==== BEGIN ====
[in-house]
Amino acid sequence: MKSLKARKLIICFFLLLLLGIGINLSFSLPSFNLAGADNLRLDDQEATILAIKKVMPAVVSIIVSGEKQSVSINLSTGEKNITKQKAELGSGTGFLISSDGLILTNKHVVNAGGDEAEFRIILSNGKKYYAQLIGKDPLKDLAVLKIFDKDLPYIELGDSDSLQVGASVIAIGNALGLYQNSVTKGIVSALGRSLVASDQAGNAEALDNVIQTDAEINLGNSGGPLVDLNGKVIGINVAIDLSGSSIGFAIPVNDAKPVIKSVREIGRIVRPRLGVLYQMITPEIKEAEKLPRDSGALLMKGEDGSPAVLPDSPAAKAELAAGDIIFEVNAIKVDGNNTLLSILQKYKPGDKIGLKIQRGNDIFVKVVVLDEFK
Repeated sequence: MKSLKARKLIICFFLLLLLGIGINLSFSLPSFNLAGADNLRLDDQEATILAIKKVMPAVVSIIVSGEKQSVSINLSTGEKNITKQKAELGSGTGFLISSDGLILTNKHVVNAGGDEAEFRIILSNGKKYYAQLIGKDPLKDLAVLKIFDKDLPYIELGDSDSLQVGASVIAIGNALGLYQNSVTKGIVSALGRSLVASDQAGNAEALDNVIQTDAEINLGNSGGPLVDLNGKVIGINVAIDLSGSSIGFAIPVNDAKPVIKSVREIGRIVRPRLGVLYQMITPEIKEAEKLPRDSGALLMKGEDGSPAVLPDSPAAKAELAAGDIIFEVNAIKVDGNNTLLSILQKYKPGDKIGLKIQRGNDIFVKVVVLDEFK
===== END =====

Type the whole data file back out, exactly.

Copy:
[in-house]
Amino acid sequence: MKSLKARKLIICFFLLLLLGIGINLSFSLPSFNLAGADNLRLDDQEATILAIKKVMPAVVSIIVSGEKQSVSINLSTGEKNITKQKAELGSGTGFLISSDGLILTNKHVVNAGGDEAEFRIILSNGKKYYAQLIGKDPLKDLAVLKIFDKDLPYIELGDSDSLQVGASVIAIGNALGLYQNSVTKGIVSALGRSLVASDQAGNAEALDNVIQTDAEINLGNSGGPLVDLNGKVIGINVAIDLSGSSIGFAIPVNDAKPVIKSVREIGRIVRPRLGVLYQMITPEIKEAEKLPRDSGALLMKGEDGSPAVLPDSPAAKAELAAGDIIFEVNAIKVDGNNTLLSILQKYKPGDKIGLKIQRGNDIFVKVVVLDEFK
Repeated sequence: MKSLKARKLIICFFLLLLLGIGINLSFSLPSFNLAGADNLRLDDQEATILAIKKVMPAVVSIIVSGEKQSVSINLSTGEKNITKQKAELGSGTGFLISSDGLILTNKHVVNAGGDEAEFRIILSNGKKYYAQLIGKDPLKDLAVLKIFDKDLPYIELGDSDSLQVGASVIAIGNALGLYQNSVTKGIVSALGRSLVASDQAGNAEALDNVIQTDAEINLGNSGGPLVDLNGKVIGINVAIDLSGSSIGFAIPVNDAKPVIKSVREIGRIVRPRLGVLYQMITPEIKEAEKLPRDSGALLMKGEDGSPAVLPDSPAAKAELAAGDIIFEVNAIKVDGNNTLLSILQKYKPGDKIGLKIQRGNDIFVKVVVLDEFK